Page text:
Sixteen schools in Northern Tasmania have received new teachers this year, but the region has had fewer teachers overall join its ranks than the North-West and south.
Right to Information documents released on Wednesday show to date, 78 teachers have been recruited and placed into schools under the government's initiative to employ 250 new teachers over six years.
However, the data shows of those 78 teachers, only 19 of them have been placed in Northern Tasmania.
This number has not changed since the last update on the recruitment drive, reported in August.
Northern Tasmanian schools to benefit from the recruitment drive include Port Dalrymple at George Town, Scottsdale District School and Prospect High School, who have all added two new teachers each.
Prospect High School was announced as the latest Northern Tasmanian high school to transition to a year 11 and 12 extension school. It has begun offering those subjects since the beginning of the year.
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In the North-West, the focus has been on regional schools, with Mountain Heights District School placing three new teachers onto its books.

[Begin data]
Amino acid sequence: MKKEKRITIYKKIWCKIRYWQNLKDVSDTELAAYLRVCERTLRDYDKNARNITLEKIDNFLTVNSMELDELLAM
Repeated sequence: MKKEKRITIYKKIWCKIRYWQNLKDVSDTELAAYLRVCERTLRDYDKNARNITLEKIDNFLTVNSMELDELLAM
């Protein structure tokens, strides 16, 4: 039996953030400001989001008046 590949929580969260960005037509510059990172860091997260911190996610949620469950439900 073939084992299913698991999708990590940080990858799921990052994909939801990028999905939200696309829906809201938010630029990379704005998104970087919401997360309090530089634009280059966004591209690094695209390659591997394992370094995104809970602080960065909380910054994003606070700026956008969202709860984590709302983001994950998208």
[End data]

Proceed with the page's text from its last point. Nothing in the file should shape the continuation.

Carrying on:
Mountain Heights had the highest number of successful recruiting across the board, with most schools recruiting one or two teachers.
Smithton District School, Latrobe High School, Reece High School in Devonport and Romaine Park Primary School in Burnie have added two teachers each to its staffing ranks.
The North-West has received an injection of 24 new teachers of the 78 who have been employed.
Southern Tasmanian schools have reaped the most benefit from the recruitment drive so far, with 35 of the 78 teachers placed in regional schools.
Bayview Secondary College, Brighton Primary School, Dover District School, Margate Primary School, Montrose Bay High School, Springfield Gardens Primary School and Taroona High School have all added two teachers each.
There has also been an increase in teachers for schools with disability support, however, none of those resources have flowed to the North.
The southern support school has recruited two new teachers, while special education North-West has added one new teacher. No new teachers have started at the Northern Support School.
The policy was put in place in 2018 by Education Minister Jeremy Rockliff to boost the number of frontline teaching staff in schools. It had a particular focus on hard-to-staff regional schools.
In order to meet the policy commitment, the Education Department would have to employ on average 41 full-time equivalent teachers each year over six years.
With 78 teachers employed in schools since the policy announcement in 2018, that averages to 39 full-time equivalent teachers in 2018 and 2019.
Mr Rockliff said at the launch last year the state government had committed to employing 197 more teachers in classrooms in the next four years, with the remainder being employed in the following two.